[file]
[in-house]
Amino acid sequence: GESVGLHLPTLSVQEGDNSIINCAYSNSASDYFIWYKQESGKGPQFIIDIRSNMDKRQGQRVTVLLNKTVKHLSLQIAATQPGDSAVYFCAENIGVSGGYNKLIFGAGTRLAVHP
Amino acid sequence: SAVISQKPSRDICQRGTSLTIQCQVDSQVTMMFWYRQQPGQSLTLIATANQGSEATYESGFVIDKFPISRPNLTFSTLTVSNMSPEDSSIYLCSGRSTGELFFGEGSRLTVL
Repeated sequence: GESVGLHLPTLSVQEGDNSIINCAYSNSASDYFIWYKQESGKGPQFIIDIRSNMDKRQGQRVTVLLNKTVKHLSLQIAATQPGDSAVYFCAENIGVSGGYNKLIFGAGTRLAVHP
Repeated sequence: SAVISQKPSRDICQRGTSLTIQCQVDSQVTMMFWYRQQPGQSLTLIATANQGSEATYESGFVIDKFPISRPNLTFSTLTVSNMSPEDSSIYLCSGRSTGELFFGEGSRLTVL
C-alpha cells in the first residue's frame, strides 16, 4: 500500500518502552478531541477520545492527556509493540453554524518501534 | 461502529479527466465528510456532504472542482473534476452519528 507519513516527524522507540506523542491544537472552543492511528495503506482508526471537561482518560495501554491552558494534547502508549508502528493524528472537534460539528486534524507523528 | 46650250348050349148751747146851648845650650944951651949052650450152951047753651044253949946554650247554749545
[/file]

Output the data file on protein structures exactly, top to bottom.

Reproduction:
[in-house]
Amino acid sequence: GESVGLHLPTLSVQEGDNSIINCAYSNSASDYFIWYKQESGKGPQFIIDIRSNMDKRQGQRVTVLLNKTVKHLSLQIAATQPGDSAVYFCAENIGVSGGYNKLIFGAGTRLAVHP
Amino acid sequence: SAVISQKPSRDICQRGTSLTIQCQVDSQVTMMFWYRQQPGQSLTLIATANQGSEATYESGFVIDKFPISRPNLTFSTLTVSNMSPEDSSIYLCSGRSTGELFFGEGSRLTVL
Repeated sequence: GESVGLHLPTLSVQEGDNSIINCAYSNSASDYFIWYKQESGKGPQFIIDIRSNMDKRQGQRVTVLLNKTVKHLSLQIAATQPGDSAVYFCAENIGVSGGYNKLIFGAGTRLAVHP
Repeated sequence: SAVISQKPSRDICQRGTSLTIQCQVDSQVTMMFWYRQQPGQSLTLIATANQGSEATYESGFVIDKFPISRPNLTFSTLTVSNMSPEDSSIYLCSGRSTGELFFGEGSRLTVL
C-alpha cells in the first residue's frame, strides 16, 4: 500500500518502552478531541477520545492527556509493540453554524518501534 | 461502529479527466465528510456532504472542482473534476452519528 507519513516527524522507540506523542491544537472552543492511528495503506482508526471537561482518560495501554491552558494534547502508549508502528493524528472537534460539528486534524507523528 | 46650250348050349148751747146851648845650650944951651949052650450152951047753651044253949946554650247554749545